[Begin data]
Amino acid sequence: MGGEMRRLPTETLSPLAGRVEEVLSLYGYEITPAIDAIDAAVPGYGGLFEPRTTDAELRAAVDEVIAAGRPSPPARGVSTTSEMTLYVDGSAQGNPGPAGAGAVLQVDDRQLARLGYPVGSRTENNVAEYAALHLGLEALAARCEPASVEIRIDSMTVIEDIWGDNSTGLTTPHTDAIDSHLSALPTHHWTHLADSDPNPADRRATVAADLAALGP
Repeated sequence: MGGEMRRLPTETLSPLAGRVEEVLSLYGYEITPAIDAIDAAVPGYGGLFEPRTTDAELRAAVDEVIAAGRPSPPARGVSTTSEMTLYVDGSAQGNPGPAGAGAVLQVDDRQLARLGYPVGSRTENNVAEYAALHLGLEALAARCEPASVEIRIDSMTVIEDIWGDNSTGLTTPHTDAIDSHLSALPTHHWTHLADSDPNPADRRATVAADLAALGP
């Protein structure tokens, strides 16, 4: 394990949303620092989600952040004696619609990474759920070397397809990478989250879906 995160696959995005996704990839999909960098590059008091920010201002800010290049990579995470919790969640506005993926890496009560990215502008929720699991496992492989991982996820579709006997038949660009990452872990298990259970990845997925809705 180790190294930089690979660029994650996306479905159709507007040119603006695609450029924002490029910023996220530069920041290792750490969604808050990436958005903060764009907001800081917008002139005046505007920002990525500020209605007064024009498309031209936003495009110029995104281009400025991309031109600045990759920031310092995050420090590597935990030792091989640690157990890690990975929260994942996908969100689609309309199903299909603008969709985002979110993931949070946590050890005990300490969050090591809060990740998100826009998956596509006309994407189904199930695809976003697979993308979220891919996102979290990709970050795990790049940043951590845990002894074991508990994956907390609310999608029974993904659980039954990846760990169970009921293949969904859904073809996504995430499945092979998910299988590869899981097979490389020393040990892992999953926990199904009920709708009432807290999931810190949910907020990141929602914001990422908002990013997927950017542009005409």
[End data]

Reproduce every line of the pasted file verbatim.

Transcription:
Amino acid sequence: MGGEMRRLPTETLSPLAGRVEEVLSLYGYEITPAIDAIDAAVPGYGGLFEPRTTDAELRAAVDEVIAAGRPSPPARGVSTTSEMTLYVDGSAQGNPGPAGAGAVLQVDDRQLARLGYPVGSRTENNVAEYAALHLGLEALAARCEPASVEIRIDSMTVIEDIWGDNSTGLTTPHTDAIDSHLSALPTHHWTHLADSDPNPADRRATVAADLAALGP
Repeated sequence: MGGEMRRLPTETLSPLAGRVEEVLSLYGYEITPAIDAIDAAVPGYGGLFEPRTTDAELRAAVDEVIAAGRPSPPARGVSTTSEMTLYVDGSAQGNPGPAGAGAVLQVDDRQLARLGYPVGSRTENNVAEYAALHLGLEALAARCEPASVEIRIDSMTVIEDIWGDNSTGLTTPHTDAIDSHLSALPTHHWTHLADSDPNPADRRATVAADLAALGP
């Protein structure tokens, strides 16, 4: 394990949303620092989600952040004696619609990474759920070397397809990478989250879906 995160696959995005996704990839999909960098590059008091920010201002800010290049990579995470919790969640506005993926890496009560990215502008929720699991496992492989991982996820579709006997038949660009990452872990298990259970990845997925809705 180790190294930089690979660029994650996306479905159709507007040119603006695609450029924002490029910023996220530069920041290792750490969604808050990436958005903060764009907001800081917008002139005046505007920002990525500020209605007064024009498309031209936003495009110029995104281009400025991309031109600045990759920031310092995050420090590597935990030792091989640690157990890690990975929260994942996908969100689609309309199903299909603008969709985002979110993931949070946590050890005990300490969050090591809060990740998100826009998956596509006309994407189904199930695809976003697979993308979220891919996102979290990709970050795990790049940043951590845990002894074991508990994956907390609310999608029974993904659980039954990846760990169970009921293949969904859904073809996504995430499945092979998910299988590869899981097979490389020393040990892992999953926990199904009920709708009432807290999931810190949910907020990141929602914001990422908002990013997927950017542009005409």